I want to create a point-and-click adventure in the style of Zak McKracken. Not in an artistic way but with the same game mechanics. Well, maybe a little in the same artistic way.
At this point I don’t have any idea about a story or a character or a situation. I don’t have a sketch or something like that. There is only the wish to create this kind of game.
This is my first computer game ever and that means I couldn’t add any feature I could think of. Instead I add only those features which development I could handle. That doesn’t mean it will be a boring game though it has only a few features. It will just tell a good story and I think that this is much more important than big explosions, guys with guns that kill everything with a heartbeat or the next MMORPG … MOMRPG … MROMGP … I don’t know … one of those letter combinations.
THE GAME MECHANICS
A point-and-click adventure is nothing more than a collection of scenes. The intro is a scene, a cutscene is a scene, a playable scene is a scene, the outro is a scene. Whenever something happens on the screen, it happens in a scene.
Hey, that rhymes.
Because of Defolds system of collections and game objects, a scene will be a collection and vice versa. Every hotspot in a scene will be a game object with a unique id and a collision component. By using a collection for a scene, I can test every scene I want just by setting it as the bootstrap collection in the project settings. I don’t have to play all scenes just to get to the one I want.
Within the scene there are hotspots. An item or a NPC the (human) player can interact with is a hotspot. When the pointer hovers over a hotspot, the (human) player can see a description of it. This way the (human) player knows there is “something”. Once the (human) player clicks on the hotspot, one or more actions will be executed, e.g. move the player to a given position, say something, pick up an item. The actions will be executed one after another. First the player walks to the given position, THEN he says something, THEN he picks up the object.
For the actions I would like to use an action list. This is just a stack. The last action to be executed will be at the bottom and the first action will be at the top. Or in another words: last in, first out. Something like this:
walk to given position (top of stack)
pick up object (bottom of stack)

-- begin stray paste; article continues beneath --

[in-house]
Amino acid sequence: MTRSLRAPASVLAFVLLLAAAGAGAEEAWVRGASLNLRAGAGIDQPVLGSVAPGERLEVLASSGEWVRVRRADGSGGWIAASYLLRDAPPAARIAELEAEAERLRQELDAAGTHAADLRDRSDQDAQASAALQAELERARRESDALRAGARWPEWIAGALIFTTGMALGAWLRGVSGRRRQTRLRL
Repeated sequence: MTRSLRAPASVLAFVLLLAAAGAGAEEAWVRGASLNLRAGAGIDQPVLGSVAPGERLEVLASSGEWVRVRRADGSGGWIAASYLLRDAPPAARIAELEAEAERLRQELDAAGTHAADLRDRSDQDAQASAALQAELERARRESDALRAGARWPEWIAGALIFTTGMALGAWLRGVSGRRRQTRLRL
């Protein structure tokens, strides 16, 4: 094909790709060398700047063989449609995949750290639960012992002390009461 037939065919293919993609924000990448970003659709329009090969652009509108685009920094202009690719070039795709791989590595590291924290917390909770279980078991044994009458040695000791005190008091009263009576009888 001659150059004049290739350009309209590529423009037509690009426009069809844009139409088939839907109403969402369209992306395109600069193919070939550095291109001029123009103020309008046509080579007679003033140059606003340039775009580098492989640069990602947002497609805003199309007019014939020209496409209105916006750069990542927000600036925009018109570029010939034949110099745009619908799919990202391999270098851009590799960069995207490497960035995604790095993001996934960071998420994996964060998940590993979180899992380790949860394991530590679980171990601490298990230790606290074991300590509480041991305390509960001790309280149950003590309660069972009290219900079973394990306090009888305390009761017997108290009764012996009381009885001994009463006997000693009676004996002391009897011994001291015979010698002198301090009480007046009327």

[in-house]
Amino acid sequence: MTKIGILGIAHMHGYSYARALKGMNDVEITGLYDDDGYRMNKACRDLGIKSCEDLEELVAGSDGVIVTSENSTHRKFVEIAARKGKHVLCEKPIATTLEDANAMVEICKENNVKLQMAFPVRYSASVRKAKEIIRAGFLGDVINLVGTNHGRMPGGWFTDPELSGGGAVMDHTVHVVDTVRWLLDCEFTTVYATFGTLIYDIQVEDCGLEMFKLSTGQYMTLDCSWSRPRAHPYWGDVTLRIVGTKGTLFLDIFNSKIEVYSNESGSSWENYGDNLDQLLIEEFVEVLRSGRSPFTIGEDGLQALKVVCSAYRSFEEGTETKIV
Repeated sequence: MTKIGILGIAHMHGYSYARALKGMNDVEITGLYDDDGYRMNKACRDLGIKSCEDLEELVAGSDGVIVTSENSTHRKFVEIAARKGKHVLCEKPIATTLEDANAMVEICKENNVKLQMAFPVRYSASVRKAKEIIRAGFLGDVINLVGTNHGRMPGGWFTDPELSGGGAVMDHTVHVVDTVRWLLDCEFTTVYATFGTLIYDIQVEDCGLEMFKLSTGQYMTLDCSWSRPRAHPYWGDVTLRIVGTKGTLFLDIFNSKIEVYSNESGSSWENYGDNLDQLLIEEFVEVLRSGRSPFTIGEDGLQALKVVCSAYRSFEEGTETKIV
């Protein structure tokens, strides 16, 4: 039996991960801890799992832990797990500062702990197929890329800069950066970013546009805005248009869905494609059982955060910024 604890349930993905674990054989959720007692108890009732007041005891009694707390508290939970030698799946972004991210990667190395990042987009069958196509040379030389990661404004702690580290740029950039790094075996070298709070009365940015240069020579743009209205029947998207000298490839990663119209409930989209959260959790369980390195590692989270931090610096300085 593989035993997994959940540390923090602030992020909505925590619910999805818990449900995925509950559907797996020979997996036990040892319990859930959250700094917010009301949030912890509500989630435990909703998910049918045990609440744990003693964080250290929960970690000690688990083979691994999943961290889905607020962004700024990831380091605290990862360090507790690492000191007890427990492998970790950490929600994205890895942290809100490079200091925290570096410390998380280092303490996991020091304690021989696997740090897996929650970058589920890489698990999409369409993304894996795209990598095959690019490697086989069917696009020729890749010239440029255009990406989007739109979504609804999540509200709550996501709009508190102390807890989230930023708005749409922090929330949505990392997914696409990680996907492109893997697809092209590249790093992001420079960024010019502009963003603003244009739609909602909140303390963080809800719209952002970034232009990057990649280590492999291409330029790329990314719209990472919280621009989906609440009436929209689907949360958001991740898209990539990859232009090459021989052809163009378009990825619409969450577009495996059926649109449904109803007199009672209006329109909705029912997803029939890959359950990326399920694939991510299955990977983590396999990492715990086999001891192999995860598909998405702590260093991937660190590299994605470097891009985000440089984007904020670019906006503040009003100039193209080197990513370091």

A controller script handles only the first (top) action. There will be a variable called action_done, which is False. As long as the current action doesn’t set action_done to True (e.g. the player hasn’t arrived at the given position), the action will be executed in the next frame of the game loop. As soon as the current action is done (e.g. the player has arrived), action_done will be set to True. The controller script now removes the top action from the stack and sets action_done back to False. At the next frame of the game loop the new top action will be “say something”. And everything starts all over again.
Because I don’t know how to do pathfinding, the player can only walk sideways. To add a little more variety, the line of walk will be on a different height when it is necessary. A high line of walk indicates … well … a high location. It’s a long way down. A low line of walk on the other hand is good for a landscape scene and emphasizes the vastness of the nature. Take a look at the following examples:
I have watched many longplays of point-and-click adventures. The player always walked sideways in about 80% of all scenes the games consist of. If lateral walking is good enough for crabs, then it’s good enough for my game.
There will be no dialog system where a player can choose the next answer. Like pathfinding I don’t know how to handle this at this stage. Instead every dialog between the player and a NPC will be just a little cutscene where the (human) player sits reverently in front of his monitor and witnesses the greatest conversation since the Almighty spoke to Moses.
There should be an inventory system. I am fascinated by the idea that the player can carry around a maximum number of items at a time, let’s say … sixteen. That doesn’t mean there will be only sixteen items in the whole game. There will be a lot more but it’s a kind of strategic placement of items within the game so that the player will not carry around more than sixteen items at a time.
One important feature are game flags. Whenever the (human) player finishes a necessary action, the corresponding game flag will be set to True. With the flags I can create dependencies. The (human) player can only do action X if he has done action Y before. Both actions don’t have to be happen in the same scene. Action X can happen in scene 14 and action Y can happen in scene 27. All the engine has to do in scene 27 is this: check if action X has been done, if not then let the player say “I can’t do that”, but if action X has been done, allow the player to pick up the item or something else.
Game flags could also be very helpful on saving the game. All I have to do is just save the list of game flags. If the (human) player resumes the game, the engine sets the current scene to the last visited scene and by processing the game flags, the scene will be prepared accordingly.
For now I would like to end this post and work on a structure for the collections, the game objects, the components. I hope that this long text isn’t as boring as watching rain drops falling into the ocean. Although I like rain. And the ocean. I was born at the ocean. Nevermind, that’s another story.
P.S.: English is not my native language. If I used a wrong word or a wrong phrase, please let me know. I know this is a forum about a game engine and not an english class but … hey … that doesn’t mean we have to be sloppy about the way we talk and write.